More on native plants for meadows

I had a grand time at the Nepean Horticultural Society on Thursday, talking about wildflower meadows. One of the best parts of the evening was the questions after my talk. Some great, thoughtful, questions came from the audience – thanks to all who asked.

(I am a bit slow getting to this. The cold I was fending off all week, so that I could give the talk Thursday evening, exacted vengeance on Friday and through the weekend.)

One of the most remarked upon parts of my talk was the illustration of the depths of roots of various prairie plants and wildflowers. I thought I would put up this illustration, from Conservation Research Institute, 1995, to give everyone another look at this phenomenon.

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The botany prof who first drew all these wonderful root systems, whose name I couldn’t recall, was a Dr Weaver, of the University of Nebraska, and he is the subject of a fine blog post in the blog Gardenhistorygirl. I urge you to click through to see some astonishing botanical illustration work.

Prairie plants root systems sequester carbon in the soil as they build organic matter in topsoil. I mentioned this briefly in my talk. The Guardian newspaper recently published an article on how farming practices affect the amount of carbon in the soil: Our best shot at cooling the planet might be right under our feet. Imagine the difference in carbon sequestration between a field growing little bluestem as a perennial hay, and, say, industrial corn. You may not be in a position to seed an hundred acres in little bluestem, but you may want to be part of the solution by doing your little bit, creating a small meadow of native grasses and flowers where you can, in your yard or at your church or school.

Also, while you are here, take a look at the roots of Cylindric Blazing Star, second from the right. Wow! Cylindric Blazing Star is a little thing, no bigger than a petunia plant, and its roots go down 15 feet.

 

 

SOOS Orchid Show

The Southern Ontario Orchid Society held its annual show this past weekend. I don’t know if, because circumstances forced them to cancel the show last year, everyone involved was exceptionally keen, but it was a very fine show with some extraordinary displays of orchids in bloom.

dendrobiumI exhibited four drawings in the Art and Photography Exhibit and earned two prizes in the Art division: a second prize for Dendrobium densiflorum, in mixed pencils,  and a third prize for Pink Cymbidium I, in water soluble colour pencils. I also showed a work called Pink Cymbidium II, in water soluble pastels and coloured pencils, which was not finished in time to go into my Tropical Orchids show. I really appreciated the chance to exhibit to a orchid-appreciating audience. If I can stereotype for a moment, I think orchid enthusiasts include some of the geekier (and I mean that in the best sense) horticulturalists, who really appreciate detail and botanical accuracy in art work.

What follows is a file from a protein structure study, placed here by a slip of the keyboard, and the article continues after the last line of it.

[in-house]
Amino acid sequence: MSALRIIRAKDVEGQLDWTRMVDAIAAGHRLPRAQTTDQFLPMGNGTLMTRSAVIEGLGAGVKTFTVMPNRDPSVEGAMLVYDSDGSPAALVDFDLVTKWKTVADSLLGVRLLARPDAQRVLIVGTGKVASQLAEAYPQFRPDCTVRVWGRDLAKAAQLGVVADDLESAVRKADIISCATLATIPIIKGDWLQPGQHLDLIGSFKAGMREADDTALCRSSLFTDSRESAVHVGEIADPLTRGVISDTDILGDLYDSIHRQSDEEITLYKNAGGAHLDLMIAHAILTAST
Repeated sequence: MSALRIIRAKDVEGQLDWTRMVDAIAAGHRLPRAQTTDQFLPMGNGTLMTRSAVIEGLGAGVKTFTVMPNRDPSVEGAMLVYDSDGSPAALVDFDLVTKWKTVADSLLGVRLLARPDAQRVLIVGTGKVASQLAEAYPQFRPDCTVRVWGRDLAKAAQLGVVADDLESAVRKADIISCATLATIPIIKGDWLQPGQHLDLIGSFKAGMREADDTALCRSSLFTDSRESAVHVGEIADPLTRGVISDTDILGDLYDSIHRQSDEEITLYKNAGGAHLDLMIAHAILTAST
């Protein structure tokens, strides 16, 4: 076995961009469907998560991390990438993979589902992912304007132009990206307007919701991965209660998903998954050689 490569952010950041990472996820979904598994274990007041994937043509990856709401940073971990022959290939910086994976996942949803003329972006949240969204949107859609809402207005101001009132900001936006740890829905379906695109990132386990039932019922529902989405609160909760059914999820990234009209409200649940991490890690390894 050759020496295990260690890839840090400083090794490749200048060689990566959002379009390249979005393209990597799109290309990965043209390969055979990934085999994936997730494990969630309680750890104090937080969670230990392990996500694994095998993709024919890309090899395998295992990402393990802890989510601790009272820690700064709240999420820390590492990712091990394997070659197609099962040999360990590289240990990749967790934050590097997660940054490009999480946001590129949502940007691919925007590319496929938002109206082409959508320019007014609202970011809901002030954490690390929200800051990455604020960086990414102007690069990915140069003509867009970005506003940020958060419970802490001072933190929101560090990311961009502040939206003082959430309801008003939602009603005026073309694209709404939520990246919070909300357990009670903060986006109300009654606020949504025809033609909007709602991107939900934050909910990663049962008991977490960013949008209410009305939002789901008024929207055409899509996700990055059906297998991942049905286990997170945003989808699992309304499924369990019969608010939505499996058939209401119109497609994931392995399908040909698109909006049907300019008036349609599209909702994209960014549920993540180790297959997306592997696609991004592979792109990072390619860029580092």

Pink cymbidium II, 2012
Pink cymbidium II, 2012

The show also fired up my enthusiasm for orchids. I had become rather tired of them after  my solo show last year. Seeing the amazing bloom at the SOOS show has renewed my interest. I was especially taken by the many varieties of  Masdevallia. I have always liked Masdevallia, because their three-petalled form reminds me of Trilliums and the nodding tip to the upper petal is somewhat like Jack-in-the-pulpits, but I previously had not seen many examples of the genus. There were many gorgeous Masdevallia cultivars at the SOOS show: pink ones and yellow ones and salmon ones and bicolours:

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SONSI Exhibit 2013

I have been busy getting ready for the Southern Ontario Nature and Science Illustrators Exhibit 2013, for which I am both Exhibit Co-ordiantor and Webmaster. Plus I have four works in the exhibit and I still need to frame two of them.

One of the works in the exhibit is an acrylic, a study of wild donkeys I did intending to do a large acrylic landscape with a herd of donkeys in the foreground. I have not exhibited an acrylic before. This is a member show and the donkey painting is an example of the sort of thing I have been working on for the past 4 or 5 months.

This past year has been a time of exploring new media for me. Each of the four paintings in this exhibit is in a different medium.

Burico - Wild donkeys, Aruba by Trish M Murphy. Acrylic, 2013
Burico – Wild donkeys, Aruba by Trish M Murphy. Acrylic, 2013